The US Patent and Trademark Office this week highlighted a new patent application that demonstrates Apple’s efforts to advance the technology of the MacBook keyboard. The company claims that existing keyboard illumination technology is being enhanced so that future keyboards will be able to show different symbols based on the circumstance.
Currently, the backlighting on Apple’s MacBook keyboards serves just to make the keys legible in low-light conditions. The labels on the keys themselves are pre-printed, thus they are static and cannot be altered and may become worn with prolonged usage.
This week’s patent, which was identified by Patently Apple, demonstrates Apple’s efforts to address these problems. The business envisions a keyboard with holes through the top and bottom layers of each key. Each key on the keyboard may be intelligently illuminated by the backlighting below to display various symbols and characters.
However, light that passes through the keycaps from under their top surfaces might cause glyphs for each keycap to display on the keys when the keyboard is enabled. Due to unique light sources or displays that are positioned on or beneath each of the keycaps, the glyphs may appear to float. Thus, the top of the keycaps may be used to direct all of the light produced by the light sources or displays. as opposed to conventional keyboards, where light frequently leaks between neighbouring keycaps or is visible between or below the keycaps, to produce the glyphs.
Another possible situation is also depicted in the patent, where the light source is an “array of LEDs, such as a display employing micro-LED or OLED pixels.” This would be a much more advanced implementation of a similar idea that offers greater controls, flexibility, and customizability.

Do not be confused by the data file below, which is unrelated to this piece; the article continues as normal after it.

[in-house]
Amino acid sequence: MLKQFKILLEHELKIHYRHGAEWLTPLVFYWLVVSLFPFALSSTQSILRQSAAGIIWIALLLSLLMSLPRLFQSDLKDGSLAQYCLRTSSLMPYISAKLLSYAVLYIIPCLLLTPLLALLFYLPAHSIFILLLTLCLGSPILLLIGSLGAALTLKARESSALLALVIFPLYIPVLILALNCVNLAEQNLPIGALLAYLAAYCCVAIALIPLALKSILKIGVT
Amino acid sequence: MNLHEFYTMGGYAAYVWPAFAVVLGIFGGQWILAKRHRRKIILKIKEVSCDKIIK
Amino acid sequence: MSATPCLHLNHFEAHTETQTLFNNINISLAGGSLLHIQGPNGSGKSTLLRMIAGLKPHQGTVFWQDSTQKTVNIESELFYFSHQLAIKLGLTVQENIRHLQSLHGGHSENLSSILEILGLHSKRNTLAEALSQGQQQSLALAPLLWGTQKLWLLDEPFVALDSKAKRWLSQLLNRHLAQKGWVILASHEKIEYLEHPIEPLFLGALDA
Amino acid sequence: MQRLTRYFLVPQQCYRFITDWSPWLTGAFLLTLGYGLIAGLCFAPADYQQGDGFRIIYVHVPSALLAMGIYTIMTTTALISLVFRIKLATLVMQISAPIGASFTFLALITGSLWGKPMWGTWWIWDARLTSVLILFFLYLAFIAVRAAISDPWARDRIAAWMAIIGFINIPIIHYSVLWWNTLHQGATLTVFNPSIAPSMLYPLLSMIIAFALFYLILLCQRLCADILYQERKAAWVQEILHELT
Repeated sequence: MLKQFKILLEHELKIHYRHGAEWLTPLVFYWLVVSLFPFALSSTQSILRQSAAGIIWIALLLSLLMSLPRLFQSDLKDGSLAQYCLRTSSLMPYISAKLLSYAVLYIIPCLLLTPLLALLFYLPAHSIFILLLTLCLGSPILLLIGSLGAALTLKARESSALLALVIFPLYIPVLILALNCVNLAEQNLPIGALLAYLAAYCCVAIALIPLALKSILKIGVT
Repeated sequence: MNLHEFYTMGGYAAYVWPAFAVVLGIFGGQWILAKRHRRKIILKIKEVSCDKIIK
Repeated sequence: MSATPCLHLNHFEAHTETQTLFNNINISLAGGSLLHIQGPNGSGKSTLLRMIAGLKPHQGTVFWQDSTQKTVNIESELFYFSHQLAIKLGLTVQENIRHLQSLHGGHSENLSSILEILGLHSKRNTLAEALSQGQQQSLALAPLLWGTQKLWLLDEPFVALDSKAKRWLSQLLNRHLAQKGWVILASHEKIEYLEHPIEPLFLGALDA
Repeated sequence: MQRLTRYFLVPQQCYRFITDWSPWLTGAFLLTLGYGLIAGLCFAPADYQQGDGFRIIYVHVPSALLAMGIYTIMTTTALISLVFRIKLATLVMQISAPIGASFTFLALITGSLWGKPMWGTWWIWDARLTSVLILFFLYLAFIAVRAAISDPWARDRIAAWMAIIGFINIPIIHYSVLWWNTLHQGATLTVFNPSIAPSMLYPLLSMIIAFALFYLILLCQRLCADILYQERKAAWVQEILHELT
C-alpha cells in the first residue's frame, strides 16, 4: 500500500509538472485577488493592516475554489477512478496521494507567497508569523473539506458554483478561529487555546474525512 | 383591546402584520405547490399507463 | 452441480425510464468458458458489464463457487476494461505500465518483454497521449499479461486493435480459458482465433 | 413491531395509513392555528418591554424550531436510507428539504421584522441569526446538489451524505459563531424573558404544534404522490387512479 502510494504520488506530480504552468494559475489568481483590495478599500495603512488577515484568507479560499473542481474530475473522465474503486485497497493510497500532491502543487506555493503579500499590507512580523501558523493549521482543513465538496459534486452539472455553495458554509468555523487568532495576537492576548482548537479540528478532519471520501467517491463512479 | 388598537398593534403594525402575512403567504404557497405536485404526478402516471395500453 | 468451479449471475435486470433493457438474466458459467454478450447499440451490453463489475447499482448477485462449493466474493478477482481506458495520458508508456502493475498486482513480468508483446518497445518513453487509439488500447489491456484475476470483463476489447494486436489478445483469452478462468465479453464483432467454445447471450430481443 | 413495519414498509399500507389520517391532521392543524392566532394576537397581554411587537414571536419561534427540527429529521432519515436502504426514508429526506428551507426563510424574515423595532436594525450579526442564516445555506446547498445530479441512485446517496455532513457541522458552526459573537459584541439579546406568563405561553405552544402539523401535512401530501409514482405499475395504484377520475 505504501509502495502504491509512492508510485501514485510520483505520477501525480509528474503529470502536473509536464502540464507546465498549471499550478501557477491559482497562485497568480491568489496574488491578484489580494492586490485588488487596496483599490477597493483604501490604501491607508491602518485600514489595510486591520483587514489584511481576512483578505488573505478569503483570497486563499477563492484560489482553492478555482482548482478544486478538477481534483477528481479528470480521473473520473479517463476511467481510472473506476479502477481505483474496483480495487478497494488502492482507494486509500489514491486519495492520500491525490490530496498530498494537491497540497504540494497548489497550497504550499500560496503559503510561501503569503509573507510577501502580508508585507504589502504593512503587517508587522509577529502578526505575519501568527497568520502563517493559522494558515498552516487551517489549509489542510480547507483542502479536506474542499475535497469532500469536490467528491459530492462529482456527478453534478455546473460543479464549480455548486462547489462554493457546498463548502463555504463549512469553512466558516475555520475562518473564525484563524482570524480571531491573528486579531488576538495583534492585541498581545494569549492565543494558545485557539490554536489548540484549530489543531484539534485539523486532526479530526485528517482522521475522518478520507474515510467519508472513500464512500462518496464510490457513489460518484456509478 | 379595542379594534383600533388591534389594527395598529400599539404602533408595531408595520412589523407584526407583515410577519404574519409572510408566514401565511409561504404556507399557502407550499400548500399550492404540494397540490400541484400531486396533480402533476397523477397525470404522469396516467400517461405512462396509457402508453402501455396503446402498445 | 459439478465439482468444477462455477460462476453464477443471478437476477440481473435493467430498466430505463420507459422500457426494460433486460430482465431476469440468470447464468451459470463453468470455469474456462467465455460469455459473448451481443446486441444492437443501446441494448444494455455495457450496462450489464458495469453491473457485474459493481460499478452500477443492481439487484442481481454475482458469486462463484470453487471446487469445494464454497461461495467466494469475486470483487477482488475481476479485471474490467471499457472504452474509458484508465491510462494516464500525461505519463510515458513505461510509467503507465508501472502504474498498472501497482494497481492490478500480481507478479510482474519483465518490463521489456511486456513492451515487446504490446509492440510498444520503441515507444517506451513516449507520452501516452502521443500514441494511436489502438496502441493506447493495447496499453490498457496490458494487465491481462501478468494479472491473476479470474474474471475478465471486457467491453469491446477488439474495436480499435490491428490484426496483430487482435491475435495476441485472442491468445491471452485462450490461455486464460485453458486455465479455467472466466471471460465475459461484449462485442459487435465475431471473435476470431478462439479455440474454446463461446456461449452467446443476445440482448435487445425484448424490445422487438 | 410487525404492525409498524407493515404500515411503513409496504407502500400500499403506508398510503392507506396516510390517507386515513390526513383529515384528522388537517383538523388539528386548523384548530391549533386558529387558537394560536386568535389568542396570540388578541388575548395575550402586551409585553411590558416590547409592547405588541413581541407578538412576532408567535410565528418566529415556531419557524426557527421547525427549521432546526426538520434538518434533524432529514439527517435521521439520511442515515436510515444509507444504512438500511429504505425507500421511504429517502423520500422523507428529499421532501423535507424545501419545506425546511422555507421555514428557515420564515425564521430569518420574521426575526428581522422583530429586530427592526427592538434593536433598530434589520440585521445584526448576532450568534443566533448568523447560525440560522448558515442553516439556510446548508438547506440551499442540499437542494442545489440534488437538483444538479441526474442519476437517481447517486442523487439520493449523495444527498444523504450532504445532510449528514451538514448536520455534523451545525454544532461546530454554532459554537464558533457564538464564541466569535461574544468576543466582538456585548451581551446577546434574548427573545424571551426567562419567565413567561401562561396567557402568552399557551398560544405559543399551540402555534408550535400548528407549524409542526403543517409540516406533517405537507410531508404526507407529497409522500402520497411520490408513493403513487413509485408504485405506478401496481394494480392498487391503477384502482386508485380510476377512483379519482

The application for a apple patent
Some implementations allow the light sources or displays to contain an array of LEDs, such as an OLED or micro-LED display. The number of holes in the keycaps can be matched to the number of pixels in the display, for instance, allowing each pixel to illuminate a single perforation. In this way, it is possible to manipulate the screens and light sources to produce glyphs that may switch between various forms, characters, colours, symbols, animations, languages, and other characteristics.
The keycaps of the keyboard may be created using materials that aren’t generally utilised in keycaps for regular keyboards, such as metals like aluminium, thanks to this architecture, according to Apple. As a result, the top surfaces of the keyboard’s keycaps may match the look of the housing surfaces that surround them, which may also have metal surfaces.
The keycaps of the keyboard may be created using materials that aren’t generally utilised in keycaps for traditional keyboards, such as metals like aluminium, thanks to this architecture. As a result, the top surfaces of the keyboard’s keycaps may mirror the design of the housing surfaces that surround them, which may also be made of metal.
What Apple is describing in their patent application is quite innovative. But it’s not a simple operation to perform, as we’ve seen from prior attempts by Apple to update keyboard technology. If Apple were to include anything similar in a future MacBook, it would have to do it without interfering with the dependability and familiarity of current keyboard layouts.